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BW Businessworld

Use Of Data Analytics To Transform Into Competitive Advantages

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Regulatory mandates, especially in the financial services sector, have historically been seen as a part of the cost of staying in the business. Interestingly, in the recent past we are seeing opportunities to use advances in data, analytics and technology to turn these mandates into a core part of the business strategy and indeed in developing competitive advantage by doing so.

The banking industry in India for instance, has lived with the regulatory mandate to reach out to a larger part of the population as a means to supporting financial inclusion as also to lend a part of their portfolio to specific underserved sectors. Similarly capital requirements that have been risk weighted to the banks' assets have been seen as a central risk /accounting initiative. With data, analytics and technology undergoing a dramatic change over the past years, there are some interesting new opportunities in these areas.

Let us take a look at the financial inclusion and focus sector lending objectives first. One of the main challenges in outreach is availability of appropriate customer identity to make the on-boarding process easier. With a key data resource in the form of Aadhar that has grown to cover a much larger part of the population in the past years in conjunction with the Microfinance data being available with credit bureaus, the possibility of leveraging electronic databases to support customer identity is becoming easier. This data together with the right software infrastructure can help in automating the customer KYC process quite easily with analytics helping derive the right inferences from these data sources. Mobile technology and mobile computing platforms like the tablet can add further agility and outreach to this overall process making risk management processes stronger at lower costs and great customer experience. This is a great way to take a regulatory objective and actually turn this into a competitive advantage.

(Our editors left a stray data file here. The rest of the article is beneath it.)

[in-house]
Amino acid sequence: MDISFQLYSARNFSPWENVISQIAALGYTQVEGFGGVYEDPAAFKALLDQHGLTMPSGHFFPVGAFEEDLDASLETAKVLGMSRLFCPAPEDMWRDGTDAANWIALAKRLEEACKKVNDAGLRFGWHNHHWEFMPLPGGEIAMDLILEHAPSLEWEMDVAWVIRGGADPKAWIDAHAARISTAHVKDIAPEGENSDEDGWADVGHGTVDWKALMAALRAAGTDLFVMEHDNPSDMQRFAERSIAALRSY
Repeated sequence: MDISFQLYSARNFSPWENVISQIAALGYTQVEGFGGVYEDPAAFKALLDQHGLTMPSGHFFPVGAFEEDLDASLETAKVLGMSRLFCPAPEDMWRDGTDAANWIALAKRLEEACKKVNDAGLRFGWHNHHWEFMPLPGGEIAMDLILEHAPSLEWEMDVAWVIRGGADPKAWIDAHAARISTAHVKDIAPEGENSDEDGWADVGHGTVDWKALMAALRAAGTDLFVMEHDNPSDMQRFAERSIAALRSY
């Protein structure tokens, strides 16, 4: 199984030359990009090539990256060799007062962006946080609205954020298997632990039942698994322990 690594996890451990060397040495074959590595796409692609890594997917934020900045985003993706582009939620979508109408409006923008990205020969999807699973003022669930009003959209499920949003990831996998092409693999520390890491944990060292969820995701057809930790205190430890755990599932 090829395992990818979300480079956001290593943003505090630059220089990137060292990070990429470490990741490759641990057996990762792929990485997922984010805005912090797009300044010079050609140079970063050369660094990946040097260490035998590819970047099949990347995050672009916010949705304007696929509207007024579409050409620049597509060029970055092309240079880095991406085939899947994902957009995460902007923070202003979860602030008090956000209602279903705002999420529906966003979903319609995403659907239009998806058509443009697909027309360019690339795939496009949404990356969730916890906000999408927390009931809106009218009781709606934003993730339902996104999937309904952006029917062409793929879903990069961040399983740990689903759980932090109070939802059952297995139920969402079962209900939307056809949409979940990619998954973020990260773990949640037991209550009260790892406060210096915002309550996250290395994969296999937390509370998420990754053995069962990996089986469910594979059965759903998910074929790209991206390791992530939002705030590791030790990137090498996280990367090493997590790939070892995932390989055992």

Another aspect of this inclusion is increasing credit to the underserved sectors. Again this has traditionally been a loss producing part of the portfolio for many banks given the costs of credit and collection. The starting point for evolving solutions will again be from data that is becoming increasingly available. With the increase in mobile penetration there is now a large customer base from the underserved segments that have a good track record of mobile phone usage even if it is a pre-paid connection. Additionally with many subsidy payments going directly into bank accounts through Aadhar linkage, there is also a lot of transaction information from these accounts. Transaction data is hugely predictive and can be used with the right analytical tools to develop models that can predict the customer risk. Again software tools are available to deploy these strategies/scorecards for credit underwriting in real time. Another good example of data is analytics and software coming together to potentially create competitive advantage in a space hitherto just a regulatory mandate.

Let us now look at capital adequacy modelling which has been largely seen as the domain of the risk modellers and the accountants in the past. Once again static models of the past can now become more dynamic with the inclusion of bureau data and other transactional data. These models can now become a key part of pricing decisions at a customer level with software together with the device and mobile infrastructure referred to above allowing quick outreach decisions.

Business objectives and regulatory mandates should ideally blend for institutions to derive the best benefit from the situation, it can be seen from the few examples indicated above that this is indeed possible with the coming together of data, analytics and technology.

Author is managing director, Experian Credit Information Company of India and Country Manager of Experian India